Monday, August 3, 2009

PS 6-65: Climate change effects on Lepanthes rupestris subpopulation dynamics

Paola Olaya, Elvia Melendez-Ackerman, Raymond Tremblay, and Maria Eglee Perez. University of Puerto Rico, Rio Piedras and Center for Applied Tropical Ecology and Conservation (CREST-CATEC)

Background/Question/Methods Climate variation may affect the physiology of epiphytic plants in tropical environments. If so, epiphytic plants may serve a potential bioindicators of climate change and useful tools to study the response of plant populations to atmospheric and/or climatic changes. We evaluated the long-term changes (33 years) in temperature and precipitation dynamics between 1975 and 2007 and demographic responses of an epiphytic (on trees) and litophytic (on rocks) orchid Lepanthes rupestris to those changes, between 2000 and 2007.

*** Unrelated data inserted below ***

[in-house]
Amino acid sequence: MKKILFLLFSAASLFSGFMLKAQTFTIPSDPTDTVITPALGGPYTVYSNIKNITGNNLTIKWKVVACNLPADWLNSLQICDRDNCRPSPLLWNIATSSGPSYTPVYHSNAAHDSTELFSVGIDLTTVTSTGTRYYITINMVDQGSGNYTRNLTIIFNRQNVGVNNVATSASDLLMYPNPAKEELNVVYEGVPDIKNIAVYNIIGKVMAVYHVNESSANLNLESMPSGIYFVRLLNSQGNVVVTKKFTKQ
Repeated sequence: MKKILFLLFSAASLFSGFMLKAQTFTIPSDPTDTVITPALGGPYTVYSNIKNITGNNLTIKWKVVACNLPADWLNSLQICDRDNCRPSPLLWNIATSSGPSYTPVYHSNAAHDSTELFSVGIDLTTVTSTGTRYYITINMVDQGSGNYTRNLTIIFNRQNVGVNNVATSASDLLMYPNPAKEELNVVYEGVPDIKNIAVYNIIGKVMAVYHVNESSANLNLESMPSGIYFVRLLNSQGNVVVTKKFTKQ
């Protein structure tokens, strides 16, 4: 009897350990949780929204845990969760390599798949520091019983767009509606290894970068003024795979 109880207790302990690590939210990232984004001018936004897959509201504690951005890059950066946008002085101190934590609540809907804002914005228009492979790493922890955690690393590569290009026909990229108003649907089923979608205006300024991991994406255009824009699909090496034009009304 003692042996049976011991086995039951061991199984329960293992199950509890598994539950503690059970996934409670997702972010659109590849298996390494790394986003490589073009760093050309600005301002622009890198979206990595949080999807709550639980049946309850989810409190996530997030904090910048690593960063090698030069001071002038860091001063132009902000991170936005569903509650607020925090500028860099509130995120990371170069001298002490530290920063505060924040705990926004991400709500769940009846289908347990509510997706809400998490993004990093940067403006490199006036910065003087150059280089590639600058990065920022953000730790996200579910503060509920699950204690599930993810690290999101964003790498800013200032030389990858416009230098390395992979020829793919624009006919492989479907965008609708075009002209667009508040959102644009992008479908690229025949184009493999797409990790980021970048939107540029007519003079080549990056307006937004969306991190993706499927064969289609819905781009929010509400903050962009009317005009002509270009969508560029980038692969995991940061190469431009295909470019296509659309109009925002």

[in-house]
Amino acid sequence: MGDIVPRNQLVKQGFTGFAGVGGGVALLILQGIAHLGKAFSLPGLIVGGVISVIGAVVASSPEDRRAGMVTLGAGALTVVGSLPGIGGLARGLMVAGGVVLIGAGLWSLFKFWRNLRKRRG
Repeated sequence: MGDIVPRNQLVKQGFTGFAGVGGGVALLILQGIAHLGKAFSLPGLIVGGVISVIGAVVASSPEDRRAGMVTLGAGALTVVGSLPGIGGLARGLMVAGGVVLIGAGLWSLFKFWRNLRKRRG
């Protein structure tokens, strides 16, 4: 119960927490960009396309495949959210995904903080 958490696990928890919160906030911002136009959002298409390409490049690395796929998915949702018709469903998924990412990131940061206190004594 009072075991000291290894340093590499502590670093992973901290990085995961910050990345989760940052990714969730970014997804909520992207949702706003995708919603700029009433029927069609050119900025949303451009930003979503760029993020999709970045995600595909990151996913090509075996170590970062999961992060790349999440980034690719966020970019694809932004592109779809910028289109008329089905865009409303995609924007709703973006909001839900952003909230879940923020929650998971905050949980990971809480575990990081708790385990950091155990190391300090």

Results/Conclusions Mean annual precipitation showed changes in inter-anual variability with a dry period between 1991 and 1994 and a higher frequency of events where the mean annual precipitation for the wet season below to the 33 yr means after 1992. Also, the mean maximum and minimum annual temperature increased 2 degrees from 1975 to 2007. Several significant correlations were found between variability in orchid demographic stages and variability in mesoclimatic variables but these correlations were more common on rock substrates than on tree substrates. Overall results suggest that plant responses are mostly associated with changes in temperature and changes in precipitation uncertainty (mean number of dry intervals).These associations may have important consequences within the context of expected climate changes in the Caribbean.